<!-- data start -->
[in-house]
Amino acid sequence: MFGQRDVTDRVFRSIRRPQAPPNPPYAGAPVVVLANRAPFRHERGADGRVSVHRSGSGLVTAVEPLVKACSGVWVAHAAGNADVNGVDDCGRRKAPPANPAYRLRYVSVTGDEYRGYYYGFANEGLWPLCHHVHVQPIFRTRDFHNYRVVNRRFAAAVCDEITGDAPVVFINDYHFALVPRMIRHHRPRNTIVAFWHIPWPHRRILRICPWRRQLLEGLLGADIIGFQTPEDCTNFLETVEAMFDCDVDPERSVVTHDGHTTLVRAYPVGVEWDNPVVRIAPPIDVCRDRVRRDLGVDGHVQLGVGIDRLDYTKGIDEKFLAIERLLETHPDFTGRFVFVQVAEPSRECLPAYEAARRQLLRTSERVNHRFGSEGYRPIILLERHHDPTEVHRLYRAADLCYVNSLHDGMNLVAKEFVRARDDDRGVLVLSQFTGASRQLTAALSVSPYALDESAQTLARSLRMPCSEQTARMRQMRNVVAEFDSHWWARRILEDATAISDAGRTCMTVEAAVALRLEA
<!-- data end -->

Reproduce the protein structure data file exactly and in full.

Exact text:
[in-house]
Amino acid sequence: MFGQRDVTDRVFRSIRRPQAPPNPPYAGAPVVVLANRAPFRHERGADGRVSVHRSGSGLVTAVEPLVKACSGVWVAHAAGNADVNGVDDCGRRKAPPANPAYRLRYVSVTGDEYRGYYYGFANEGLWPLCHHVHVQPIFRTRDFHNYRVVNRRFAAAVCDEITGDAPVVFINDYHFALVPRMIRHHRPRNTIVAFWHIPWPHRRILRICPWRRQLLEGLLGADIIGFQTPEDCTNFLETVEAMFDCDVDPERSVVTHDGHTTLVRAYPVGVEWDNPVVRIAPPIDVCRDRVRRDLGVDGHVQLGVGIDRLDYTKGIDEKFLAIERLLETHPDFTGRFVFVQVAEPSRECLPAYEAARRQLLRTSERVNHRFGSEGYRPIILLERHHDPTEVHRLYRAADLCYVNSLHDGMNLVAKEFVRARDDDRGVLVLSQFTGASRQLTAALSVSPYALDESAQTLARSLRMPCSEQTARMRQMRNVVAEFDSHWWARRILEDATAISDAGRTCMTVEAAVALRLEA